It's perfectly fine to engage in small or individual projects with influencers. Just don't make that the only thing. Ongoing, or "always on" influencer engagement is practical, manageable and it creates a mutual will scenario for the brand, its customers and the influencers. 10. Goals to Measurement FUBAR - Influencer Marketing is still relatively new to B2B and many marketers add-on influencer contributions to existing content marketing programs than implement dedicated influencer programs on their own. Ambiguity about goals for the influencer part of a content marketing program leads to lack of defined metrics and performance measurement. It could happen that a B2B brand adds a few high profile influencers to a demand gen project that achieves millions of social impressions. But it turns out, very few people shared their email for the download. If the project had goals of name capture, a specific type of influencer that more middle-funnel appropriate should be engaged and provided with UTM encoded URLs for influencer level tracking. When goals to measurement are not clear with influencers that are part of a content project or a dedicated influencer marketing program, measuring and reporting success is basically guesswork. For even more laughs about the ways B2B marketers are sidetracking the results of their influencer marketing efforts, check out this timeless list of 50 ways to fail at influencer engagement. There's nothing funny about failing but it's a lot of fun to hit and exceed program goals. Be sure to check out these examples of successful influencer marketing for B2B brands, big and small and here are 25 campaign ideas.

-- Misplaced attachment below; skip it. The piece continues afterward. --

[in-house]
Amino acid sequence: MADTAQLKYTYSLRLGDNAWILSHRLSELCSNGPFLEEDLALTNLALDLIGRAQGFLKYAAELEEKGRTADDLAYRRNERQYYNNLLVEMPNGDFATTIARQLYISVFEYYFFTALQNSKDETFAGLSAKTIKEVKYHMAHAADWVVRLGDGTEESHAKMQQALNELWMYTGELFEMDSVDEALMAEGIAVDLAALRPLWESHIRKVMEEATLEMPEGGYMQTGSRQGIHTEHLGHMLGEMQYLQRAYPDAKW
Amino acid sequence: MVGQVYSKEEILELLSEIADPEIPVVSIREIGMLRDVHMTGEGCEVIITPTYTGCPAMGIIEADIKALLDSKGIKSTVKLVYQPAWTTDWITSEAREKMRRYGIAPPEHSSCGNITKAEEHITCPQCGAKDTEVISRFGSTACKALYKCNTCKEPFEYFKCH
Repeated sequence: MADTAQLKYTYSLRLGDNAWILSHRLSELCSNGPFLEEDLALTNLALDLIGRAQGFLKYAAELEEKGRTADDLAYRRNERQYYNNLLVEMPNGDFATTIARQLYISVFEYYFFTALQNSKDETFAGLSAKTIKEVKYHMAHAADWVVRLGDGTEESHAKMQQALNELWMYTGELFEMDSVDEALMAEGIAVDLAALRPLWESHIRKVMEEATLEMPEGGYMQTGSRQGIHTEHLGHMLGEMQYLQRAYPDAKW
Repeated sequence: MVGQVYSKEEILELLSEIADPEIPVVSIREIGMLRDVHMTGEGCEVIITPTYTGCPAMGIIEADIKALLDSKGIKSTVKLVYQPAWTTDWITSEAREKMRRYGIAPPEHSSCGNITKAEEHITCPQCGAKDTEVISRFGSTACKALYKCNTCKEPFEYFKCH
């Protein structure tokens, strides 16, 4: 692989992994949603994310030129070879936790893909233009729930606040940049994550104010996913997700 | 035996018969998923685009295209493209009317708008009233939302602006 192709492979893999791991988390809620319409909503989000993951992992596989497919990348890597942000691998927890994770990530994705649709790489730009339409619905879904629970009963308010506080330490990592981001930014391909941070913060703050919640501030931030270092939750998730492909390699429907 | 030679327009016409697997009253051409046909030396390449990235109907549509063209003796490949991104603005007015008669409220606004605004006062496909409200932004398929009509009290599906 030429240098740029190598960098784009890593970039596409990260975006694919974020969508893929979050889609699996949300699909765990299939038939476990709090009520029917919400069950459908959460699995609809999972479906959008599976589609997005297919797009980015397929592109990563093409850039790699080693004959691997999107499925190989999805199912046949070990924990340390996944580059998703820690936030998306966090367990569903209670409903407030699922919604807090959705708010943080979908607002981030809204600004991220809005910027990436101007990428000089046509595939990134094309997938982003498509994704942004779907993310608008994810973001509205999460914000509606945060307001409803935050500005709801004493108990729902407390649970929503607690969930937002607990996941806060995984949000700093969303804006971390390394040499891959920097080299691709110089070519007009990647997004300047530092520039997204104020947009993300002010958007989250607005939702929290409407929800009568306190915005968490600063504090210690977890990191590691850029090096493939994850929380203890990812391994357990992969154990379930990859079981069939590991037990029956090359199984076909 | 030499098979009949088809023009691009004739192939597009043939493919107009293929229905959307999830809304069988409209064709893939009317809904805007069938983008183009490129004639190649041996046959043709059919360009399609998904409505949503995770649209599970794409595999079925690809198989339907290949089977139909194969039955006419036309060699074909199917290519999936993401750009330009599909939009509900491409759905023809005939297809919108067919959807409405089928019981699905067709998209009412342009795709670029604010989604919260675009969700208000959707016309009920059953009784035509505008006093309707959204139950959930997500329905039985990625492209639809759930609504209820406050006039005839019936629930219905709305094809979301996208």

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8 Instagram Stories Hacks to Give You a Creative Edge

Want to give your Instagram stories a creative edge? Looking for hidden features to try out? In this article, you’ll discover eight Instagram Stories power tips including how to save your Stories effects for quick access, add multiple photos, add a custom GIF, and more. To learn how to make the most of the brush […]

The post 8 Instagram Stories Hacks to Give You a Creative Edge appeared first on Social Media Marketing | Social Media Examiner.

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LinkedIn Live Streaming for LinkedIn Events

Welcome to this week’s edition of the Social Media Marketing Talk Show, a news show for marketers who want to stay on the leading edge of social media. On this week’s Social Media Marketing Talk Show, we explore LinkedIn live streaming for Virtual Events and LinkedIn Polls with special guest, Michaela Alexis. We also discuss […]

The post LinkedIn Live Streaming for LinkedIn Events appeared first on Social Media Marketing | Social Media Examiner.

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Industry benchmarks to inform your social media presence

You know what’s unique about your brand, but in a crowded social landscape, it’s a constant challenge to find the right messaging that rises Read more...

This post Industry benchmarks to inform your social media presence originally appeared on Sprout Social.